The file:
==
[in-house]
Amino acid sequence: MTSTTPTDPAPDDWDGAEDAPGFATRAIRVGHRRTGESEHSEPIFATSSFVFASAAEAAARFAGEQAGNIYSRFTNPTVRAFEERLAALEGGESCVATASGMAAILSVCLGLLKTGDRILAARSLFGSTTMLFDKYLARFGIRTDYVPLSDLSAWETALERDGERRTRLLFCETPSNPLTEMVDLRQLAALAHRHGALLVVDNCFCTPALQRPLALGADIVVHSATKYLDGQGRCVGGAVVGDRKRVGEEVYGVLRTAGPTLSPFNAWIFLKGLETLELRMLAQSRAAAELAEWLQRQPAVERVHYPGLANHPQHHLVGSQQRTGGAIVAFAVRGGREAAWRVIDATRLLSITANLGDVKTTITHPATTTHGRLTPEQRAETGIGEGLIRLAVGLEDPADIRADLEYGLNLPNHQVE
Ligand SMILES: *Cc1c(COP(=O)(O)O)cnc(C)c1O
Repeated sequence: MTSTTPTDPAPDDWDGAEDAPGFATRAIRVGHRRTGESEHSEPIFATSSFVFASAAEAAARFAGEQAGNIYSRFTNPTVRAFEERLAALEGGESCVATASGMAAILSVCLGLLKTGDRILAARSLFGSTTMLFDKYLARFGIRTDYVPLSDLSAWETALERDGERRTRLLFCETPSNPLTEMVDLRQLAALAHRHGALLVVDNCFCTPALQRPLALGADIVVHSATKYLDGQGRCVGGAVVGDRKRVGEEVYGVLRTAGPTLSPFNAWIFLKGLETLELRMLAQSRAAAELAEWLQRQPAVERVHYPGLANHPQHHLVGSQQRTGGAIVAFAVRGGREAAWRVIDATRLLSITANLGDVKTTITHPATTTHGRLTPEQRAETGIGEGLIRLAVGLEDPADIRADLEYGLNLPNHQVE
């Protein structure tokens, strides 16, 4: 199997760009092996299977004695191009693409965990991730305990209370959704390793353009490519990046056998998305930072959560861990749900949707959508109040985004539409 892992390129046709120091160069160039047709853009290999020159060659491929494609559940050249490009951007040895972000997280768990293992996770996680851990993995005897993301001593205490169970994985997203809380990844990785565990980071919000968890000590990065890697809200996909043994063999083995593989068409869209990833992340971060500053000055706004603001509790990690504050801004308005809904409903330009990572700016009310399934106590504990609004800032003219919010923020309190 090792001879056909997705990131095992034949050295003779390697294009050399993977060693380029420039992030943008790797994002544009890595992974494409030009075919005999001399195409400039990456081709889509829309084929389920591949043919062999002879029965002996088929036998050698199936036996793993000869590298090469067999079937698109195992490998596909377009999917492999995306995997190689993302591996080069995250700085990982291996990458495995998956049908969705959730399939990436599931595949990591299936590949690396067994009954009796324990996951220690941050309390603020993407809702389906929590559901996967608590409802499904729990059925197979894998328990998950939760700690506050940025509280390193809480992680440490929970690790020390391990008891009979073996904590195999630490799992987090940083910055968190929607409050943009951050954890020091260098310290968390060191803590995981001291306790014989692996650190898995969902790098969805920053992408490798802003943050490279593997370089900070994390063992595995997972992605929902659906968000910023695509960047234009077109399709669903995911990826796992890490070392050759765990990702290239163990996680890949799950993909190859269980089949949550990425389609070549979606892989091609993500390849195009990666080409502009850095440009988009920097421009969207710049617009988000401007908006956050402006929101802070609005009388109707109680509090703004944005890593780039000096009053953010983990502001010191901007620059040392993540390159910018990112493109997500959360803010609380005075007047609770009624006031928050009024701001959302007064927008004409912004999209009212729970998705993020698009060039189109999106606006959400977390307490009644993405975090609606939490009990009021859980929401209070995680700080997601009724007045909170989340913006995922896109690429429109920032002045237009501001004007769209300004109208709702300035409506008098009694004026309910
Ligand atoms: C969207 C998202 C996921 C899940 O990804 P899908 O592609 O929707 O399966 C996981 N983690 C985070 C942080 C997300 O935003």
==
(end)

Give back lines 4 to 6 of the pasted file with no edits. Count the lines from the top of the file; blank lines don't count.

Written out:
Repeated sequence: MTSTTPTDPAPDDWDGAEDAPGFATRAIRVGHRRTGESEHSEPIFATSSFVFASAAEAAARFAGEQAGNIYSRFTNPTVRAFEERLAALEGGESCVATASGMAAILSVCLGLLKTGDRILAARSLFGSTTMLFDKYLARFGIRTDYVPLSDLSAWETALERDGERRTRLLFCETPSNPLTEMVDLRQLAALAHRHGALLVVDNCFCTPALQRPLALGADIVVHSATKYLDGQGRCVGGAVVGDRKRVGEEVYGVLRTAGPTLSPFNAWIFLKGLETLELRMLAQSRAAAELAEWLQRQPAVERVHYPGLANHPQHHLVGSQQRTGGAIVAFAVRGGREAAWRVIDATRLLSITANLGDVKTTITHPATTTHGRLTPEQRAETGIGEGLIRLAVGLEDPADIRADLEYGLNLPNHQVE
């Protein structure tokens, strides 16, 4: 199997760009092996299977004695191009693409965990991730305990209370959704390793353009490519990046056998998305930072959560861990749900949707959508109040985004539409 892992390129046709120091160069160039047709853009290999020159060659491929494609559940050249490009951007040895972000997280768990293992996770996680851990993995005897993301001593205490169970994985997203809380990844990785565990980071919000968890000590990065890697809200996909043994063999083995593989068409869209990833992340971060500053000055706004603001509790990690504050801004308005809904409903330009990572700016009310399934106590504990609004800032003219919010923020309190 090792001879056909997705990131095992034949050295003779390697294009050399993977060693380029420039992030943008790797994002544009890595992974494409030009075919005999001399195409400039990456081709889509829309084929389920591949043919062999002879029965002996088929036998050698199936036996793993000869590298090469067999079937698109195992490998596909377009999917492999995306995997190689993302591996080069995250700085990982291996990458495995998956049908969705959730399939990436599931595949990591299936590949690396067994009954009796324990996951220690941050309390603020993407809702389906929590559901996967608590409802499904729990059925197979894998328990998950939760700690506050940025509280390193809480992680440490929970690790020390391990008891009979073996904590195999630490799992987090940083910055968190929607409050943009951050954890020091260098310290968390060191803590995981001291306790014989692996650190898995969902790098969805920053992408490798802003943050490279593997370089900070994390063992595995997972992605929902659906968000910023695509960047234009077109399709669903995911990826796992890490070392050759765990990702290239163990996680890949799950993909190859269980089949949550990425389609070549979606892989091609993500390849195009990666080409502009850095440009988009920097421009969207710049617009988000401007908006956050402006929101802070609005009388109707109680509090703004944005890593780039000096009053953010983990502001010191901007620059040392993540390159910018990112493109997500959360803010609380005075007047609770009624006031928050009024701001959302007064927008004409912004999209009212729970998705993020698009060039189109999106606006959400977390307490009644993405975090609606939490009990009021859980929401209070995680700080997601009724007045909170989340913006995922896109690429429109920032002045237009501001004007769209300004109208709702300035409506008098009694004026309910
Ligand atoms: C969207 C998202 C996921 C899940 O990804 P899908 O592609 O929707 O399966 C996981 N983690 C985070 C942080 C997300 O935003």